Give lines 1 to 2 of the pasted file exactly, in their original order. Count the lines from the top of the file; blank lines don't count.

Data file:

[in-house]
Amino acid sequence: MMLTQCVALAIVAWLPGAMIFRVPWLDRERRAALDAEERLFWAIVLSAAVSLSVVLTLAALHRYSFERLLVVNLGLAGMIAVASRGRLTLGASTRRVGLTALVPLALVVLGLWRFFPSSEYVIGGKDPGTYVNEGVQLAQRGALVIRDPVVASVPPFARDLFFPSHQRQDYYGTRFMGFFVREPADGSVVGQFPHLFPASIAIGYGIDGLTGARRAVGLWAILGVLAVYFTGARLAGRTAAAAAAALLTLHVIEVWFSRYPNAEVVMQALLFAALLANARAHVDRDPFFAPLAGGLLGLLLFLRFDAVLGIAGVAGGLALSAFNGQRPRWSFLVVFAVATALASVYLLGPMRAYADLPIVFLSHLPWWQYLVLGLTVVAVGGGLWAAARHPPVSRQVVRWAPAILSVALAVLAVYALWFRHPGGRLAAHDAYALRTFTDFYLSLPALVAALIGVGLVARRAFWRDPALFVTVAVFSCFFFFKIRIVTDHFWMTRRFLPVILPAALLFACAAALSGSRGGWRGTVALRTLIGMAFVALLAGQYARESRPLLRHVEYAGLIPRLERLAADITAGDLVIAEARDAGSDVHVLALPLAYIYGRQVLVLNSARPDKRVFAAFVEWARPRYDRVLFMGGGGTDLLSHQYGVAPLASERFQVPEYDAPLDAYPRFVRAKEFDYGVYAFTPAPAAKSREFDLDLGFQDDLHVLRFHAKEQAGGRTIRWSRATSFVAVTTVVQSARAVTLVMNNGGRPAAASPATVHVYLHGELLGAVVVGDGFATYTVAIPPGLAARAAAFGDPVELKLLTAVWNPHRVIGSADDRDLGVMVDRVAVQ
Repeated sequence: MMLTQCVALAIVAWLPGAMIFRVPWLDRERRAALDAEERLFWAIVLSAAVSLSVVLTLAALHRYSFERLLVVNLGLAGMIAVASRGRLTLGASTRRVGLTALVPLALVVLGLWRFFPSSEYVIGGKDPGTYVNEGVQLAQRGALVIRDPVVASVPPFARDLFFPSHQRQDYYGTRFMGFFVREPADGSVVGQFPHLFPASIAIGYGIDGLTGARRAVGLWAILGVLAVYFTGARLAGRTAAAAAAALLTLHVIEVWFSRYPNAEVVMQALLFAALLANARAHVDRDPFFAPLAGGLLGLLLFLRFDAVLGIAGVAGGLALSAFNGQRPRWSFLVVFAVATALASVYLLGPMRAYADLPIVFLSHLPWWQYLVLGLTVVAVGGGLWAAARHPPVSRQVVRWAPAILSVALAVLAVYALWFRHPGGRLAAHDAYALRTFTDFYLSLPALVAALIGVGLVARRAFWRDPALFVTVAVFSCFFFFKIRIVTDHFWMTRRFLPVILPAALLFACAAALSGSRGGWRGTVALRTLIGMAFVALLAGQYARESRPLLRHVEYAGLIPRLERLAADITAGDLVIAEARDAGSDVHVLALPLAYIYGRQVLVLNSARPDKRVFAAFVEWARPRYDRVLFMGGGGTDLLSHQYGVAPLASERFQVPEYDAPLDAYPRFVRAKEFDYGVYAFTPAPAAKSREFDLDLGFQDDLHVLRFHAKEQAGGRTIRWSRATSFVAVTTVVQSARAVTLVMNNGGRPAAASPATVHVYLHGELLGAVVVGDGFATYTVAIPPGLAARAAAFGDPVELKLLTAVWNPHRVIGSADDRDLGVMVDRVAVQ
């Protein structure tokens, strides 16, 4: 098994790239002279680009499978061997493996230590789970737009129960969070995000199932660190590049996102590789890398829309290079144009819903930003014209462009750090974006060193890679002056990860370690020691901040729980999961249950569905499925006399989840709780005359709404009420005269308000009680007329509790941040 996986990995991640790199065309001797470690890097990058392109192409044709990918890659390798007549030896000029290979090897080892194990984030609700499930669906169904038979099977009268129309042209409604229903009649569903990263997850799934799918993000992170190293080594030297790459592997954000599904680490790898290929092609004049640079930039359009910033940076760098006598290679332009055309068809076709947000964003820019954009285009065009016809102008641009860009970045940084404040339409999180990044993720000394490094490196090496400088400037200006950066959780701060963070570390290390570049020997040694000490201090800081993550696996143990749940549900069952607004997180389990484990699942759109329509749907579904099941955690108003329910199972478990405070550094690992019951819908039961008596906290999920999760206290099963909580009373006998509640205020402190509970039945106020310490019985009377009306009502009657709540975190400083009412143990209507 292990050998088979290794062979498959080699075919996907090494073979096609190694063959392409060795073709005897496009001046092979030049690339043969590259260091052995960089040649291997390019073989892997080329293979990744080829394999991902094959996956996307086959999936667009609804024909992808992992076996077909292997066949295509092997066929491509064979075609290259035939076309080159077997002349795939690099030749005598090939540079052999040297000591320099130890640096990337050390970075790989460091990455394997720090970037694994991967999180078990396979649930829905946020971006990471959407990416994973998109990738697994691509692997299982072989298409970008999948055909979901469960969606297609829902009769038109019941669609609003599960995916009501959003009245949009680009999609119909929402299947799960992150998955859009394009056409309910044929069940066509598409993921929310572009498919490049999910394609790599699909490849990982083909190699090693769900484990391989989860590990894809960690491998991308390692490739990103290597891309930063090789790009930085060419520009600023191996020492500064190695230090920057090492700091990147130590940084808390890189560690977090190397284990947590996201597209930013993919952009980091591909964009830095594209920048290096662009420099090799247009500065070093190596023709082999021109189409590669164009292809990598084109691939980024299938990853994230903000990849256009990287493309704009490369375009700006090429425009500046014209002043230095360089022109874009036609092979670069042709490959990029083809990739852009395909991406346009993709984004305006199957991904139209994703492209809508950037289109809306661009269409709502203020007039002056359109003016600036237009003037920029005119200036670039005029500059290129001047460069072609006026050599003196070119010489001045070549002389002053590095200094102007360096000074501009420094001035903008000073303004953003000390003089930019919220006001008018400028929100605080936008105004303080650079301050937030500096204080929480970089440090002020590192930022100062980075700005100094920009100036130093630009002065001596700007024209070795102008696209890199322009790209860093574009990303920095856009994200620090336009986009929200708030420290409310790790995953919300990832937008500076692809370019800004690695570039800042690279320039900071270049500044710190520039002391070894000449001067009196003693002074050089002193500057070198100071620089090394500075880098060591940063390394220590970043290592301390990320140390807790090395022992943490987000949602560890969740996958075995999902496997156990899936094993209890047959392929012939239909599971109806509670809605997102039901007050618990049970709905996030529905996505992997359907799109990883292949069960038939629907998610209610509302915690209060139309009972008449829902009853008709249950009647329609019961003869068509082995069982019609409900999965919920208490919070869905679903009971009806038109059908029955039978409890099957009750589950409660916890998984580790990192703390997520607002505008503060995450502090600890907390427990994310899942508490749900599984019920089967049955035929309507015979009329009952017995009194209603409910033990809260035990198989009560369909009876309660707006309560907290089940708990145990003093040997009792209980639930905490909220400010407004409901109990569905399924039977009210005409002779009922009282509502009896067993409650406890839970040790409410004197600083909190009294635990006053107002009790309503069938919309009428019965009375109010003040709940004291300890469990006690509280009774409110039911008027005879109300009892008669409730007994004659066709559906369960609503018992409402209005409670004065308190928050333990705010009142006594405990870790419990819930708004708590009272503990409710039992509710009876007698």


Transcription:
[in-house]
Amino acid sequence: MMLTQCVALAIVAWLPGAMIFRVPWLDRERRAALDAEERLFWAIVLSAAVSLSVVLTLAALHRYSFERLLVVNLGLAGMIAVASRGRLTLGASTRRVGLTALVPLALVVLGLWRFFPSSEYVIGGKDPGTYVNEGVQLAQRGALVIRDPVVASVPPFARDLFFPSHQRQDYYGTRFMGFFVREPADGSVVGQFPHLFPASIAIGYGIDGLTGARRAVGLWAILGVLAVYFTGARLAGRTAAAAAAALLTLHVIEVWFSRYPNAEVVMQALLFAALLANARAHVDRDPFFAPLAGGLLGLLLFLRFDAVLGIAGVAGGLALSAFNGQRPRWSFLVVFAVATALASVYLLGPMRAYADLPIVFLSHLPWWQYLVLGLTVVAVGGGLWAAARHPPVSRQVVRWAPAILSVALAVLAVYALWFRHPGGRLAAHDAYALRTFTDFYLSLPALVAALIGVGLVARRAFWRDPALFVTVAVFSCFFFFKIRIVTDHFWMTRRFLPVILPAALLFACAAALSGSRGGWRGTVALRTLIGMAFVALLAGQYARESRPLLRHVEYAGLIPRLERLAADITAGDLVIAEARDAGSDVHVLALPLAYIYGRQVLVLNSARPDKRVFAAFVEWARPRYDRVLFMGGGGTDLLSHQYGVAPLASERFQVPEYDAPLDAYPRFVRAKEFDYGVYAFTPAPAAKSREFDLDLGFQDDLHVLRFHAKEQAGGRTIRWSRATSFVAVTTVVQSARAVTLVMNNGGRPAAASPATVHVYLHGELLGAVVVGDGFATYTVAIPPGLAARAAAFGDPVELKLLTAVWNPHRVIGSADDRDLGVMVDRVAVQ